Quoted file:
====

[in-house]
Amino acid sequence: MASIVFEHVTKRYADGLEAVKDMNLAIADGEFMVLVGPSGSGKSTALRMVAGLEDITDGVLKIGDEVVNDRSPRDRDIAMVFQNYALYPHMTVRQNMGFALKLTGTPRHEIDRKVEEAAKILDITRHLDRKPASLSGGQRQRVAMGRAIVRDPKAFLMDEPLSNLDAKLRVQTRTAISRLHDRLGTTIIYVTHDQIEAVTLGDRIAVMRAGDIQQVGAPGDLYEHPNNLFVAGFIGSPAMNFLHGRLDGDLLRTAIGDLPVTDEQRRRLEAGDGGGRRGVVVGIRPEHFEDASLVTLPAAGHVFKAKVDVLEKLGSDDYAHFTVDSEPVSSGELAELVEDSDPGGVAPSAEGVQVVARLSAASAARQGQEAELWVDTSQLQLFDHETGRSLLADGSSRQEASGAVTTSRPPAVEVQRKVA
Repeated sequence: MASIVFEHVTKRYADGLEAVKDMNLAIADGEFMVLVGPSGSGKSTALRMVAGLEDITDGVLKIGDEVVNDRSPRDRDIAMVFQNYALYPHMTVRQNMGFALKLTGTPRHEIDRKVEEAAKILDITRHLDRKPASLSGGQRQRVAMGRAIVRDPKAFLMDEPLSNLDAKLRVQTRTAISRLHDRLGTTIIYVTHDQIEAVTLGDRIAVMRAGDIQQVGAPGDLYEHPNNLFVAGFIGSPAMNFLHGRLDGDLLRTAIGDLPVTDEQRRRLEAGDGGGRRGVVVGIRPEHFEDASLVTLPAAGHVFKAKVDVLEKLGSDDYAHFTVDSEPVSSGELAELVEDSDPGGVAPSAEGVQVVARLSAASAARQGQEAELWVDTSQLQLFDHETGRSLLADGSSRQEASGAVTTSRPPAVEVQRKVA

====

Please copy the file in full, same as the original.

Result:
[in-house]
Amino acid sequence: MASIVFEHVTKRYADGLEAVKDMNLAIADGEFMVLVGPSGSGKSTALRMVAGLEDITDGVLKIGDEVVNDRSPRDRDIAMVFQNYALYPHMTVRQNMGFALKLTGTPRHEIDRKVEEAAKILDITRHLDRKPASLSGGQRQRVAMGRAIVRDPKAFLMDEPLSNLDAKLRVQTRTAISRLHDRLGTTIIYVTHDQIEAVTLGDRIAVMRAGDIQQVGAPGDLYEHPNNLFVAGFIGSPAMNFLHGRLDGDLLRTAIGDLPVTDEQRRRLEAGDGGGRRGVVVGIRPEHFEDASLVTLPAAGHVFKAKVDVLEKLGSDDYAHFTVDSEPVSSGELAELVEDSDPGGVAPSAEGVQVVARLSAASAARQGQEAELWVDTSQLQLFDHETGRSLLADGSSRQEASGAVTTSRPPAVEVQRKVA
Repeated sequence: MASIVFEHVTKRYADGLEAVKDMNLAIADGEFMVLVGPSGSGKSTALRMVAGLEDITDGVLKIGDEVVNDRSPRDRDIAMVFQNYALYPHMTVRQNMGFALKLTGTPRHEIDRKVEEAAKILDITRHLDRKPASLSGGQRQRVAMGRAIVRDPKAFLMDEPLSNLDAKLRVQTRTAISRLHDRLGTTIIYVTHDQIEAVTLGDRIAVMRAGDIQQVGAPGDLYEHPNNLFVAGFIGSPAMNFLHGRLDGDLLRTAIGDLPVTDEQRRRLEAGDGGGRRGVVVGIRPEHFEDASLVTLPAAGHVFKAKVDVLEKLGSDDYAHFTVDSEPVSSGELAELVEDSDPGGVAPSAEGVQVVARLSAASAARQGQEAELWVDTSQLQLFDHETGRSLLADGSSRQEASGAVTTSRPPAVEVQRKVA